“We are aware of a new era of hope and that there will be some normalization of relations between Burma and the United States, which we welcome,” Indian Prime Minister Dr. Manmohan Singh told Mizzima when asked about India’s policy towards Burma on the last day of the summit.
Thailand’s Prime Minister, Abhisit Vejjajiva, was even more forthright, preferring to see the U.S. move as a vindication of the region’s soft approach to Burma. “ASEAN has always argued that engagement is the right approach. We feel that if everybody takes this approach we would be encouraging Myanmar [Burma] in her successful implementation of her own roadmap [to democracy],” Abhisit told journalists.
With the ASEAN summit coming only weeks after the U.S. announcement, it was always going to be easy for the Burmese delegation. And they seemed to know it – being the first delegation to arrive in Hua Hin, early in the afternoon a day early.
Meanwhile, the U.S. offer of dialogue with the regime has thrown other actors within the international community into disarray, raising increasing questions about how the U.N. and ASEAN can help Burma’s reconciliation process. For the U.N., it would seem this is the end of the road. But there may still be a role for ASEAN, and China certainly is keen to stay involved.
Election law coming
So what emerged from the Burmese delegation? The most important message Thein Sein seems to have brought from the Burma’s military leader, Senior General Than Shwe, was that the electoral law is being completed – though most analysts believe it was actually finished at least a year ago, if not much earlier – and will soon be made public.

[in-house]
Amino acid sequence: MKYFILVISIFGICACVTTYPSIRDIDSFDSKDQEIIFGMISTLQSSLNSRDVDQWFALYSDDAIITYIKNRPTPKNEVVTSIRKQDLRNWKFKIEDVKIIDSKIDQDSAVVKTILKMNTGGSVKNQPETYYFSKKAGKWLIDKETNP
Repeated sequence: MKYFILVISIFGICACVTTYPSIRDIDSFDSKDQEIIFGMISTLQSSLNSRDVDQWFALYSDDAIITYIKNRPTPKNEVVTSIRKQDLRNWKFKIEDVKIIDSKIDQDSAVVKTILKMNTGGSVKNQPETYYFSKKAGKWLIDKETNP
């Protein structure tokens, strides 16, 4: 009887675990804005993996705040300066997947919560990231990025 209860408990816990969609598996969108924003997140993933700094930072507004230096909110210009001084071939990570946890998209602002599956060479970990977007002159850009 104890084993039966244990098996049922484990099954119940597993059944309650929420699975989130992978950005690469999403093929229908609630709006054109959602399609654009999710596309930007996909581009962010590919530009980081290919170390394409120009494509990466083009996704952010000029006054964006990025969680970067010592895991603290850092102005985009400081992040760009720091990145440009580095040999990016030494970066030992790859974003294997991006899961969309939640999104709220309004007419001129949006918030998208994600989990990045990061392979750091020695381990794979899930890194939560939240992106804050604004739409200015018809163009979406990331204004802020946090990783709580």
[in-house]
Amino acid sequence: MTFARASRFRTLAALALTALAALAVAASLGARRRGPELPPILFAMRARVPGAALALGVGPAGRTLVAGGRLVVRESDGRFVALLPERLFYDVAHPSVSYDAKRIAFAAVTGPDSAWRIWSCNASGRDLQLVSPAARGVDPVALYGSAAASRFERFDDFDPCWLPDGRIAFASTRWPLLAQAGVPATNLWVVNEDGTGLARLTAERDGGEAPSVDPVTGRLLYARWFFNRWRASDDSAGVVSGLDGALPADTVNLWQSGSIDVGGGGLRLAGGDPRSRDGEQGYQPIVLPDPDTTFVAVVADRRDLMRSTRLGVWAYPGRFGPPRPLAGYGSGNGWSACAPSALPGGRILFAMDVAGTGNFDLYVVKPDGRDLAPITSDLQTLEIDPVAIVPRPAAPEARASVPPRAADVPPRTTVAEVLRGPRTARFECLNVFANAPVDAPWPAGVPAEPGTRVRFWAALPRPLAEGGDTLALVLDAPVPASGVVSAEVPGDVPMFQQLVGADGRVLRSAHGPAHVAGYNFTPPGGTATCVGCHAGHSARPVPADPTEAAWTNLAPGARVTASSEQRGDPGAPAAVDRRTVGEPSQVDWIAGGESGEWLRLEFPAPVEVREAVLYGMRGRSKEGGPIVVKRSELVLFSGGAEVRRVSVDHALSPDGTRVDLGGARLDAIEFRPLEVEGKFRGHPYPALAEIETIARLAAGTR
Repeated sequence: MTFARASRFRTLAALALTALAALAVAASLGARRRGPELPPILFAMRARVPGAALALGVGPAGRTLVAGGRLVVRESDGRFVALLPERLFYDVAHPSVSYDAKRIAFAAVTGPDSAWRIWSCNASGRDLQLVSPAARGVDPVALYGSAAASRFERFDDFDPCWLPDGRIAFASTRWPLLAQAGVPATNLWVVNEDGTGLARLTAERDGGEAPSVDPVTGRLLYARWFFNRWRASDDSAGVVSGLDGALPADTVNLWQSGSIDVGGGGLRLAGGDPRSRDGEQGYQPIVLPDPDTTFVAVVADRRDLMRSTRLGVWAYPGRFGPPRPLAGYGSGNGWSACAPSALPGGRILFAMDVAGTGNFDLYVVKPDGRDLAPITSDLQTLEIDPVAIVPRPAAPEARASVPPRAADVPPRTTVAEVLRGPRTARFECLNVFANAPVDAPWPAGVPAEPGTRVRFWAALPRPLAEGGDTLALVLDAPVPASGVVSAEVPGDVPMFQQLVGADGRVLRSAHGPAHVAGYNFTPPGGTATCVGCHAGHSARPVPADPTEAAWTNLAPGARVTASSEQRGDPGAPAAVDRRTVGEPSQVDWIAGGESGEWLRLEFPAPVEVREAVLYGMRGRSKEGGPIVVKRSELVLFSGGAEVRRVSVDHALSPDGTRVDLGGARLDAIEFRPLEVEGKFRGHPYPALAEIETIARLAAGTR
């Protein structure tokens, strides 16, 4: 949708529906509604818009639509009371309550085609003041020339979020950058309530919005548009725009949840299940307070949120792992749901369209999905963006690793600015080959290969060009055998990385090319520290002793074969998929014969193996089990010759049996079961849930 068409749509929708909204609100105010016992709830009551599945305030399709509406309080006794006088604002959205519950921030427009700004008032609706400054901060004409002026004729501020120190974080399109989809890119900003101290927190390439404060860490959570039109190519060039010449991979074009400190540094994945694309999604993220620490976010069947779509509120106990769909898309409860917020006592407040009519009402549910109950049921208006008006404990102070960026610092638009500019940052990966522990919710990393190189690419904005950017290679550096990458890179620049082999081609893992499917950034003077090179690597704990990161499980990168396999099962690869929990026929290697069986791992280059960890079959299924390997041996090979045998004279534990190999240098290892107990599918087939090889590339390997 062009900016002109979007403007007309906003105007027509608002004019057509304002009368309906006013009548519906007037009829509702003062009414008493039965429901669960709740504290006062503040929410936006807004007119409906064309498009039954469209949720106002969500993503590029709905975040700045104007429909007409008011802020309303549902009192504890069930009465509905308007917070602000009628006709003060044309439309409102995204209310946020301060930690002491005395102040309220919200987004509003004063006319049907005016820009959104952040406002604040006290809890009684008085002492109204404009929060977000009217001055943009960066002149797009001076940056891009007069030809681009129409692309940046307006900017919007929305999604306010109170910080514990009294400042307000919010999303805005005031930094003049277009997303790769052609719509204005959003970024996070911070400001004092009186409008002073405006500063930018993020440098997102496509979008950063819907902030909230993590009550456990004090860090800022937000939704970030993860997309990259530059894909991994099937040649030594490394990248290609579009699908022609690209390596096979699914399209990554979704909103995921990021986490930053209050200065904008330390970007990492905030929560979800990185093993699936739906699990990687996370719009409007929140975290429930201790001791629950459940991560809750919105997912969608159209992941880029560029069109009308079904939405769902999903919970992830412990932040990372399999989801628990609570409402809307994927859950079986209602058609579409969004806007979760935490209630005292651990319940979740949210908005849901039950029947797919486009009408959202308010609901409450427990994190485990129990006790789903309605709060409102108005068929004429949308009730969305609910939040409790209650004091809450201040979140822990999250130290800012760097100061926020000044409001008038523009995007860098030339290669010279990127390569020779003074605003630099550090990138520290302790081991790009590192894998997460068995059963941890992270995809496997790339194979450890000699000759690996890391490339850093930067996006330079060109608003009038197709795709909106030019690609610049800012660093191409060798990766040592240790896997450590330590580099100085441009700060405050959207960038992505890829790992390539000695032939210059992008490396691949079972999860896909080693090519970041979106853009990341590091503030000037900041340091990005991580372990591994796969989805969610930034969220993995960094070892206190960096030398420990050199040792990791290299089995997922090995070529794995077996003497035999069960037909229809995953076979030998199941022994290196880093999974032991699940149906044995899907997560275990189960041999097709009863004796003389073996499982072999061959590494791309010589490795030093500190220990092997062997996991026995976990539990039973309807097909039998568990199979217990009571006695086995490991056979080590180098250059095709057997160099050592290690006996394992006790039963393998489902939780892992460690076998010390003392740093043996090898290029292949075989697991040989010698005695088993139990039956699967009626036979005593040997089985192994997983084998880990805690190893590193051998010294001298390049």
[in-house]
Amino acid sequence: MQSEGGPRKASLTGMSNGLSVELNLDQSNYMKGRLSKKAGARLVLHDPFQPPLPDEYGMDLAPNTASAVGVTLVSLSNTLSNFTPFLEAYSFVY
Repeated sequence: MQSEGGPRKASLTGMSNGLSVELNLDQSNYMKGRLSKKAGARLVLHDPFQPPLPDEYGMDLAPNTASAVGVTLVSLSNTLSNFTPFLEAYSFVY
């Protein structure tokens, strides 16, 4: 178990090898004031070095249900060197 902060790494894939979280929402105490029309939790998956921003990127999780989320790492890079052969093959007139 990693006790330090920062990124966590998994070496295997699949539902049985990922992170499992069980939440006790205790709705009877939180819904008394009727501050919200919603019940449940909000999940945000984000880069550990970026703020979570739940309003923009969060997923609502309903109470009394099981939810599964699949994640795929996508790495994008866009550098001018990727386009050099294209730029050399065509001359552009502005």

“General Thein Sein said the electoral law will be announced very soon,” Abhisit told Mizzima after his bilateral meeting with the Burmese leader on the first day of the summit. But the Burmese Prime Minister provided no further details, he added.
Not really news. Everyone in Rangoon understands the electoral law is ready and should be published soon; though it seems certain it has been delayed by the recent U.S. policy review, as Than Shwe decides on a revised game plan.
What is also clear is that all Asia wants to see real national reconciliation take place in Burma and for that to happen the elections next year will have to be inclusive, fair and free. “The Myanmar [Burmese] government says the election next year will be inclusive, free and fair,” Thailand’s Foreign Minister, Kasit Piromya, told Mizzima after he and the Thai Premier met their counterparts in the first bilateral tête-à-tête of the summit.
But the ASEAN leaders had obviously made up their minds before the summit that whatever the Burmese regime said they would spin as best possible. “There’s been progress towards national reconciliation and movement on the roadmap recently,” Thailand’s Foreign Minister said in response to a question from Mizzima.